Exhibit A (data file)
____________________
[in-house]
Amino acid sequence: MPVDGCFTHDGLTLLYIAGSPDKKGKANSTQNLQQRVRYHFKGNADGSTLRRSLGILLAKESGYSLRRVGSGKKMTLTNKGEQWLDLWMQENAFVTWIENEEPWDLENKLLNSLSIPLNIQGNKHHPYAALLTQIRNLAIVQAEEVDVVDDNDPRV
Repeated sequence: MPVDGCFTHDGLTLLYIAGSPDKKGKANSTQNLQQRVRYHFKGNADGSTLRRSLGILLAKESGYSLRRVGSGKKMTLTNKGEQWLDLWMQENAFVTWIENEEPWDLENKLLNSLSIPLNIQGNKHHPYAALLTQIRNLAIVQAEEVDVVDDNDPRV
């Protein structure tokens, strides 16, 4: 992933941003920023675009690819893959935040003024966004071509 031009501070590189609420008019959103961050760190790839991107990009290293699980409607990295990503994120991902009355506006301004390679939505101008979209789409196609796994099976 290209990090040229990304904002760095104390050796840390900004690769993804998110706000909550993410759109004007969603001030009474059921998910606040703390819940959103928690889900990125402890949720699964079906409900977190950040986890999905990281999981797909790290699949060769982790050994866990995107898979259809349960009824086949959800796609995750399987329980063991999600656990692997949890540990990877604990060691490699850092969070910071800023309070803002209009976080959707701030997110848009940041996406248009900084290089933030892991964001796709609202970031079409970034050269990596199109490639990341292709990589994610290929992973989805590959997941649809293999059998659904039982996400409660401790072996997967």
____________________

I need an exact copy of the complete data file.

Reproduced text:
[in-house]
Amino acid sequence: MPVDGCFTHDGLTLLYIAGSPDKKGKANSTQNLQQRVRYHFKGNADGSTLRRSLGILLAKESGYSLRRVGSGKKMTLTNKGEQWLDLWMQENAFVTWIENEEPWDLENKLLNSLSIPLNIQGNKHHPYAALLTQIRNLAIVQAEEVDVVDDNDPRV
Repeated sequence: MPVDGCFTHDGLTLLYIAGSPDKKGKANSTQNLQQRVRYHFKGNADGSTLRRSLGILLAKESGYSLRRVGSGKKMTLTNKGEQWLDLWMQENAFVTWIENEEPWDLENKLLNSLSIPLNIQGNKHHPYAALLTQIRNLAIVQAEEVDVVDDNDPRV
């Protein structure tokens, strides 16, 4: 992933941003920023675009690819893959935040003024966004071509 031009501070590189609420008019959103961050760190790839991107990009290293699980409607990295990503994120991902009355506006301004390679939505101008979209789409196609796994099976 290209990090040229990304904002760095104390050796840390900004690769993804998110706000909550993410759109004007969603001030009474059921998910606040703390819940959103928690889900990125402890949720699964079906409900977190950040986890999905990281999981797909790290699949060769982790050994866990995107898979259809349960009824086949959800796609995750399987329980063991999600656990692997949890540990990877604990060691490699850092969070910071800023309070803002209009976080959707701030997110848009940041996406248009900084290089933030892991964001796709609202970031079409970034050269990596199109490639990341292709990589994610290929992973989805590959997941649809293999059998659904039982996400409660401790072996997967």